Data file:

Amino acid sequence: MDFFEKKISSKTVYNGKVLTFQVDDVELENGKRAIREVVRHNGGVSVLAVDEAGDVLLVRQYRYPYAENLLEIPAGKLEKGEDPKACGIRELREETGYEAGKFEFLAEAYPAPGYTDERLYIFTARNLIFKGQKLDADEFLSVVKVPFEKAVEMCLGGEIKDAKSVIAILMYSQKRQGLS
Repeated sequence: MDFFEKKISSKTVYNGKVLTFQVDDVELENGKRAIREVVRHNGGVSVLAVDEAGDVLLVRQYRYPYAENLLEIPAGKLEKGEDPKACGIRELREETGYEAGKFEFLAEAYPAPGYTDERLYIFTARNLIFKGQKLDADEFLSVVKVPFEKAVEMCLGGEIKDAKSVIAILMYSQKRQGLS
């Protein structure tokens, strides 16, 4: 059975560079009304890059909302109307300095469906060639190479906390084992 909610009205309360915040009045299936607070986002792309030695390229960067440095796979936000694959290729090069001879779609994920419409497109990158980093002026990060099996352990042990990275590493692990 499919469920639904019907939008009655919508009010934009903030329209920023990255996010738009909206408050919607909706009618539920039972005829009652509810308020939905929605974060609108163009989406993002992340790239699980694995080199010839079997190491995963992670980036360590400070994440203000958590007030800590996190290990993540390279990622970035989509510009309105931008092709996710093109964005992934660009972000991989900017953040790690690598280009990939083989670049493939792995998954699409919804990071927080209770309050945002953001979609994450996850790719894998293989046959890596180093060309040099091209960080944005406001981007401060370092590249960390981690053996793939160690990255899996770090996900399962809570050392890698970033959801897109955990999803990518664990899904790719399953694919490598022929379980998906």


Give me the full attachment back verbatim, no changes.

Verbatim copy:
Amino acid sequence: MDFFEKKISSKTVYNGKVLTFQVDDVELENGKRAIREVVRHNGGVSVLAVDEAGDVLLVRQYRYPYAENLLEIPAGKLEKGEDPKACGIRELREETGYEAGKFEFLAEAYPAPGYTDERLYIFTARNLIFKGQKLDADEFLSVVKVPFEKAVEMCLGGEIKDAKSVIAILMYSQKRQGLS
Repeated sequence: MDFFEKKISSKTVYNGKVLTFQVDDVELENGKRAIREVVRHNGGVSVLAVDEAGDVLLVRQYRYPYAENLLEIPAGKLEKGEDPKACGIRELREETGYEAGKFEFLAEAYPAPGYTDERLYIFTARNLIFKGQKLDADEFLSVVKVPFEKAVEMCLGGEIKDAKSVIAILMYSQKRQGLS
């Protein structure tokens, strides 16, 4: 059975560079009304890059909302109307300095469906060639190479906390084992 909610009205309360915040009045299936607070986002792309030695390229960067440095796979936000694959290729090069001879779609994920419409497109990158980093002026990060099996352990042990990275590493692990 499919469920639904019907939008009655919508009010934009903030329209920023990255996010738009909206408050919607909706009618539920039972005829009652509810308020939905929605974060609108163009989406993002992340790239699980694995080199010839079997190491995963992670980036360590400070994440203000958590007030800590996190290990993540390279990622970035989509510009309105931008092709996710093109964005992934660009972000991989900017953040790690690598280009990939083989670049493939792995998954699409919804990071927080209770309050945002953001979609994450996850790719894998293989046959890596180093060309040099091209960080944005406001981007401060370092590249960390981690053996793939160690990255899996770090996900399962809570050392890698970033959801897109955990999803990518664990899904790719399953694919490598022929379980998906």